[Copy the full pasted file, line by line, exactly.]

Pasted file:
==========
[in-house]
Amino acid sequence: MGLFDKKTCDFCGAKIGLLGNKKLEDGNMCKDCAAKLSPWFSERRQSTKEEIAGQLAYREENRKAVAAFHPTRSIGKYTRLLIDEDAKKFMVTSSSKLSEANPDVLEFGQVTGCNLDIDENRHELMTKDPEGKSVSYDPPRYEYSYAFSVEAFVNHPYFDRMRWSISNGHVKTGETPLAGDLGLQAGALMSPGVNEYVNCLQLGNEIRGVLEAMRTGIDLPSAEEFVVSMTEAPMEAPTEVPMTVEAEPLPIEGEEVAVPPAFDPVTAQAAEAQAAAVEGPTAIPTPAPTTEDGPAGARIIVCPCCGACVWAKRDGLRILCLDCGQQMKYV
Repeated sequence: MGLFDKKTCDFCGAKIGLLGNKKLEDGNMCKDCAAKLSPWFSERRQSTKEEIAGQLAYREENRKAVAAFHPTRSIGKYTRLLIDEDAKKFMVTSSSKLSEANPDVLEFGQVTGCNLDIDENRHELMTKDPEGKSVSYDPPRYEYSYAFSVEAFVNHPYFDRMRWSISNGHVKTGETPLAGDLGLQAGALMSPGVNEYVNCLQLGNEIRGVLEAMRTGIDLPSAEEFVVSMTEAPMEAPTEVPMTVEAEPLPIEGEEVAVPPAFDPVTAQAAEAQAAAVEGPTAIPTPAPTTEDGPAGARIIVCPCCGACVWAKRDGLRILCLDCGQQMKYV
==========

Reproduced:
[in-house]
Amino acid sequence: MGLFDKKTCDFCGAKIGLLGNKKLEDGNMCKDCAAKLSPWFSERRQSTKEEIAGQLAYREENRKAVAAFHPTRSIGKYTRLLIDEDAKKFMVTSSSKLSEANPDVLEFGQVTGCNLDIDENRHELMTKDPEGKSVSYDPPRYEYSYAFSVEAFVNHPYFDRMRWSISNGHVKTGETPLAGDLGLQAGALMSPGVNEYVNCLQLGNEIRGVLEAMRTGIDLPSAEEFVVSMTEAPMEAPTEVPMTVEAEPLPIEGEEVAVPPAFDPVTAQAAEAQAAAVEGPTAIPTPAPTTEDGPAGARIIVCPCCGACVWAKRDGLRILCLDCGQQMKYV
Repeated sequence: MGLFDKKTCDFCGAKIGLLGNKKLEDGNMCKDCAAKLSPWFSERRQSTKEEIAGQLAYREENRKAVAAFHPTRSIGKYTRLLIDEDAKKFMVTSSSKLSEANPDVLEFGQVTGCNLDIDENRHELMTKDPEGKSVSYDPPRYEYSYAFSVEAFVNHPYFDRMRWSISNGHVKTGETPLAGDLGLQAGALMSPGVNEYVNCLQLGNEIRGVLEAMRTGIDLPSAEEFVVSMTEAPMEAPTEVPMTVEAEPLPIEGEEVAVPPAFDPVTAQAAEAQAAAVEGPTAIPTPAPTTEDGPAGARIIVCPCCGACVWAKRDGLRILCLDCGQQMKYV